In letters to the BEP, supporters said the economic benefits justified a short delay.

Dana Connors, president of the Maine State Chamber of Commerce, urged the board to approve the company’s request.

“The economic impacts of LNG receipt and storage, both in energy benefits and multiplier effects, are unprecedented,” he wrote.

In case filings, Calais LNG has attempted to quantify the energy benefits.
Roughly half the state’s electricity is generated by natural gas. The price of electricity in Maine is driven by gas 90 percent of the year, the company said, and is based on the highest gas prices in the country.

Building LNG storage in Maine would supplement high-cost gas from southern New England in the winter. That could lower gas costs to consumers by 15 percent, and cut electric costs by up to $100 million a year, Calais LNG estimates.

LNG also could be trucked from Calais to the Domtar paper mill in Baileyville and Lincoln Paper and Tissue, the company said, allowing those manufacturers to switch from fuel oil.

LNG also would cut costs at factories that now use gas, including the Verso paper mill in Bucksport. That point was made in a letter from Glenn Poole, a manager at the mill and president of the Industrial Energy Consumer Group.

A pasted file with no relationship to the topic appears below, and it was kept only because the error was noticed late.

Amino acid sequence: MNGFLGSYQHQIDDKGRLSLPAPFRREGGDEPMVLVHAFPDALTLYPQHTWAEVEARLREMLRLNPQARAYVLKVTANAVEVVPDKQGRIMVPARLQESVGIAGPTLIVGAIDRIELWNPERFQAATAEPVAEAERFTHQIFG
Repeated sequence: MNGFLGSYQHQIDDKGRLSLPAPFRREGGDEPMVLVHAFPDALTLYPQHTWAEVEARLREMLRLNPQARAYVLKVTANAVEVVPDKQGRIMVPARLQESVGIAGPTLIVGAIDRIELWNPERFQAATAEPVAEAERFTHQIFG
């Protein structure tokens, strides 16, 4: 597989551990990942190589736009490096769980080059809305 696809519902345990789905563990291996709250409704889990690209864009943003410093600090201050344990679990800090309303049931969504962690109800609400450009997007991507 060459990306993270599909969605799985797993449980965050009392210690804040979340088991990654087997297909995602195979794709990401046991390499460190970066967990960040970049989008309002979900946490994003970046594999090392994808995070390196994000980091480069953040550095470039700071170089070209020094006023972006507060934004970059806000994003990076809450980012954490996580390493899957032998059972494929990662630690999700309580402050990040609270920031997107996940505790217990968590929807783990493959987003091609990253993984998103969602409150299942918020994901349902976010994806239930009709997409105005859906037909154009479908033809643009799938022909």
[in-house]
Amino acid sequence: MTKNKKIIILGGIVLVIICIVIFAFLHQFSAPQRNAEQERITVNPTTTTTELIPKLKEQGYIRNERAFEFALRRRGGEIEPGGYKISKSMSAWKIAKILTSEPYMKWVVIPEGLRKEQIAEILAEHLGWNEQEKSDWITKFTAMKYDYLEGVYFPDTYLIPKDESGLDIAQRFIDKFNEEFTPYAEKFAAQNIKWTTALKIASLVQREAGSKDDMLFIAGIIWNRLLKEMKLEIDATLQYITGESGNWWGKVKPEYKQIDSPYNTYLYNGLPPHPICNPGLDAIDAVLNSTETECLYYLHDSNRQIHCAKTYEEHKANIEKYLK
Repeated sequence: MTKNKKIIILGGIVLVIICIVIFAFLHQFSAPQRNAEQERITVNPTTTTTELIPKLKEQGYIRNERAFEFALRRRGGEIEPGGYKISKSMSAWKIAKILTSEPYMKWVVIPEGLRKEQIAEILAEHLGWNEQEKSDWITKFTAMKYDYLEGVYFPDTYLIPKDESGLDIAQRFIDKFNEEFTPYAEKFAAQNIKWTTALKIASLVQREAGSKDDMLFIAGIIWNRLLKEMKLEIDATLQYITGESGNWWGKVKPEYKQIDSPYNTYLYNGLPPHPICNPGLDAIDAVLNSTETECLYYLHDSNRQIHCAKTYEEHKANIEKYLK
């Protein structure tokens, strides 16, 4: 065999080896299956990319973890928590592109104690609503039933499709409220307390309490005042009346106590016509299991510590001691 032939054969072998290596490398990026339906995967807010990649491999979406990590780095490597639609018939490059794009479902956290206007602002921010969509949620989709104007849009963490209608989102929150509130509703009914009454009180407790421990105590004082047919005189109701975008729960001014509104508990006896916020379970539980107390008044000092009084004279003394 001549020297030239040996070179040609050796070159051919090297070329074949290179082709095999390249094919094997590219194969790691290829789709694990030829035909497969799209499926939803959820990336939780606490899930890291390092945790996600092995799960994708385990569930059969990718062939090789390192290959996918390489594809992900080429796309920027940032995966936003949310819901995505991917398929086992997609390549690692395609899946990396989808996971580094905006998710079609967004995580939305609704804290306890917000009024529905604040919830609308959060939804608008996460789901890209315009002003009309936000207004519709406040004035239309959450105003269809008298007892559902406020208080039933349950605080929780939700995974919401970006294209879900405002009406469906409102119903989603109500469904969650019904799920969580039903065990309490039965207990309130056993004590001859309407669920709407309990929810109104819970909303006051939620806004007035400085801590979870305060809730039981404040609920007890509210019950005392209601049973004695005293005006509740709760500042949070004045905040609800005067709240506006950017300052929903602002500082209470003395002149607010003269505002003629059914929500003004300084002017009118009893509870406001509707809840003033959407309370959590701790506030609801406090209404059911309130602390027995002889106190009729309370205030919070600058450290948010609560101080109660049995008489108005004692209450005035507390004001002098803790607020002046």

The delay also was supported by labor unions and contractors, who said the project would create hundreds of jobs. They are organized under a group called Maine Workers for a Healthier Environment.

Critics of the project dispute the company’s claims of a gas shortage. They say new gas sources – including a recent LNG terminal in New Brunswick and shale deposits in the Northeast – reduce the need for any project in Maine. They had prepared testimony about impacts to coastal wetlands and fishermen, and were poised to chronicle the potential hazards of large LNG tankers navigating Passamaquoddy Bay and the St. Croix River.

Critics questioned the motives for Calais LNG’s delay.

The Conservation Law Foundation charged that Calais LNG had received some of the apparently-missing information on April 6, and has had time to respond. Questions also were raised by Save Passamaquoddy Bay, and We Take Care of Our Land, a Native American intervenor.

“Calais LNG’s claim that it only now – three business days before the hearing – realizes that it cannot meet long-standing information requests is not to be believed,” attorneys for the group wrote to the board.

The request also was opposed by the National Park Service, which, point by point, disputed the reasons that Calais LNG had given for the delay. The reasons also were questioned by the the Roosevelt Campobello International Park Commission in Lubec. The commission’s superintendent, Paul Cole, raised an additional concern: A second terminal proposal, Downeast LNG, is preparing to refile its state permit application for a project in nearby Robbinston. Participating in two LNG proceedings could become overwhelming, Cole wrote, prohibiting the commission from fully participating.

Staff writer Tux Turkel can be contacted at 791-6462 or
[email protected]